State and local politics have also become deeply ingrained into the debate, with accusations flying between political parties that the flap has now become more about undermining the current administration than ferreting out and resolving issues with Burlington Telecom.

WPTZ-TV in Plattsburgh covered the public venting session on October 22 set up by the city council to allow residents to speak their minds.  (2 minutes)

Leopold, whose administration duties involve Burlington Telecom, and who has been the most visible figure in the middle of the dispute, called attacks on him by some local politicians part of a scapegoating witch hunt.

City council voted 8-6 at 1:30am this morning approving a resolution to ask for the suspension of Jonathan Leopold anyway.  So far Mayor Kiss won’t hear of it.  At a press conference he reiterated his full support for Leopold, saying his suspension is “not warranted by the facts and is not in the best interests of the city. As mayor, I will not suspend the CAO from his service to the city.”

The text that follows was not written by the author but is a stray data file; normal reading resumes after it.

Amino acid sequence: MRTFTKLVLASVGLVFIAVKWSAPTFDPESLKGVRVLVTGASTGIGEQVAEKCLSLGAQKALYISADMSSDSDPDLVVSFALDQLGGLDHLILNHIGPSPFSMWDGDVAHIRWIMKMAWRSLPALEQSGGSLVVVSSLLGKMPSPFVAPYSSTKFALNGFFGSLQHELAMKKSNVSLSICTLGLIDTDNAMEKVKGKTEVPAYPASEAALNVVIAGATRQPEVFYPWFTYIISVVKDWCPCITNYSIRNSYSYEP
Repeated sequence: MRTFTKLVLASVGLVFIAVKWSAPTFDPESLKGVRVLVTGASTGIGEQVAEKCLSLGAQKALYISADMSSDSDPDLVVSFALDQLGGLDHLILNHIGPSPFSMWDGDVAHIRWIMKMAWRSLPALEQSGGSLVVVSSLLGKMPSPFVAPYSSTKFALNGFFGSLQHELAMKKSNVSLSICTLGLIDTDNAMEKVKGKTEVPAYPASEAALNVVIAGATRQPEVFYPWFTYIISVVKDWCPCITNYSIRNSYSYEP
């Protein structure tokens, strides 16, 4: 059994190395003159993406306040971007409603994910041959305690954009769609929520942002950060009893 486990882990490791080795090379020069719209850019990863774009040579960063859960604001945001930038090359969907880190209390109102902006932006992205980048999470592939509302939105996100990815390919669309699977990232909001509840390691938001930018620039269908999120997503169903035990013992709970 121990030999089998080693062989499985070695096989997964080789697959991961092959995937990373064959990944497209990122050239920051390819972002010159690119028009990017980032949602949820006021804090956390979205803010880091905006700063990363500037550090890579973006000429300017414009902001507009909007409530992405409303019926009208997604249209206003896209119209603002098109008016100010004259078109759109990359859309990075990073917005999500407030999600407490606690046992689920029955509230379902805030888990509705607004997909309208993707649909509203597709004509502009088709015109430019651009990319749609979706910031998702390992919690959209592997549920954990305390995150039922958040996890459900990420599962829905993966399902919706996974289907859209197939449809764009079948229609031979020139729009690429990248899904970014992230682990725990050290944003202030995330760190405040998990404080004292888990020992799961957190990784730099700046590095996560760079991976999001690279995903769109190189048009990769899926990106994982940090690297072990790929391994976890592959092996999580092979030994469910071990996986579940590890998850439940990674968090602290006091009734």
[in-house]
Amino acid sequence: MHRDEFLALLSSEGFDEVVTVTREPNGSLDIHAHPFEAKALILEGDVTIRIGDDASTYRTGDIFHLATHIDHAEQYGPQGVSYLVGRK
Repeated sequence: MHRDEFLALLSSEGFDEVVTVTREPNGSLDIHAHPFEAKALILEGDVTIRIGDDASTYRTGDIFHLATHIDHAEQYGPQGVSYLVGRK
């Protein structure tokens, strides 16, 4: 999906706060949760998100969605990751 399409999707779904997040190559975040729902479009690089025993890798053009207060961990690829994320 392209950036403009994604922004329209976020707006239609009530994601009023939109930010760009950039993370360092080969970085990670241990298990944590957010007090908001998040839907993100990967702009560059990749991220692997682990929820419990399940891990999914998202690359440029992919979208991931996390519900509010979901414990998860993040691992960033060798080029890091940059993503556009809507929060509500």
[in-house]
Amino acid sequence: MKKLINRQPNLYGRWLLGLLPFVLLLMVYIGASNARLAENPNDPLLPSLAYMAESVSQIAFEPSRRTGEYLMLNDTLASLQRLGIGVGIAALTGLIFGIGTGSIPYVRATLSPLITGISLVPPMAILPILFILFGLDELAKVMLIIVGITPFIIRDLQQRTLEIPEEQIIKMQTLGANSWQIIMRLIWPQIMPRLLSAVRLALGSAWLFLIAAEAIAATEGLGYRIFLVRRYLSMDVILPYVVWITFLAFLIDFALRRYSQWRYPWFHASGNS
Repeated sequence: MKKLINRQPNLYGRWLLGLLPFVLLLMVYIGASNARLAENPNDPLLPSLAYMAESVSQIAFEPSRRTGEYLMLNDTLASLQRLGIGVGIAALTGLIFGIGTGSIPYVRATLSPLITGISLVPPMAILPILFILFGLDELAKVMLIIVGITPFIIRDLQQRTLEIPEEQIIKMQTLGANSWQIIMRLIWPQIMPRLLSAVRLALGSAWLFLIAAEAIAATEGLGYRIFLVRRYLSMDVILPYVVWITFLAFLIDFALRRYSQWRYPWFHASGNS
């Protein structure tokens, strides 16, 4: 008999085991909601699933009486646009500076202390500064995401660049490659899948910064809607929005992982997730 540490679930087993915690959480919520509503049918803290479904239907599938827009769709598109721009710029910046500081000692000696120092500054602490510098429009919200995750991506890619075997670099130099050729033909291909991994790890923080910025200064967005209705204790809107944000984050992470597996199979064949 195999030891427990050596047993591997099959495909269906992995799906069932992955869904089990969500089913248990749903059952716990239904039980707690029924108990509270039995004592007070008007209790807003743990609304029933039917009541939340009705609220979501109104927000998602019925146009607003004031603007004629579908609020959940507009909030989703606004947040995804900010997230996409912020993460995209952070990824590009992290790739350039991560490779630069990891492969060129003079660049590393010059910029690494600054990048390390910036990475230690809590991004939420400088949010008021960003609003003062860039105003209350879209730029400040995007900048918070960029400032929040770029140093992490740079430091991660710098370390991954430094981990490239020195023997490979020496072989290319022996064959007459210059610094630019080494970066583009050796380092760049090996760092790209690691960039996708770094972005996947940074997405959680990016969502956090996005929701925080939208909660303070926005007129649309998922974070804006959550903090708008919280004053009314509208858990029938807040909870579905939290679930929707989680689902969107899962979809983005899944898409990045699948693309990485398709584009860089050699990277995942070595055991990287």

Caught in the middle is Burlington Telecom and its 4,600 subscribers.  The provider is in apparent violation of its license for its loan arrangements, needs additional money to complete its buildout, and will likely also be cited for not completing that buildout on the schedule it committed to as part of its license to operate.

Commentary: Our Take

Too often municipal broadband projects end up as political footballs kicked all over town, especially when controversy erupts.

WPTZ-TV covers the political repercussions and damage control operations in full force after news of the controversy erupted. (10/20/2009 – 2 minutes)

Burlington Telecom made a crucial mistake when it failed to undertake a detailed engineering study to determine the true costs of wiring Burlington with fiber optics, something incumbents Comcast and FairPoint have not been willing to undertake.  A true picture of the start-up costs would have resulted in a better understanding of initial construction costs and the financing required to pay for it.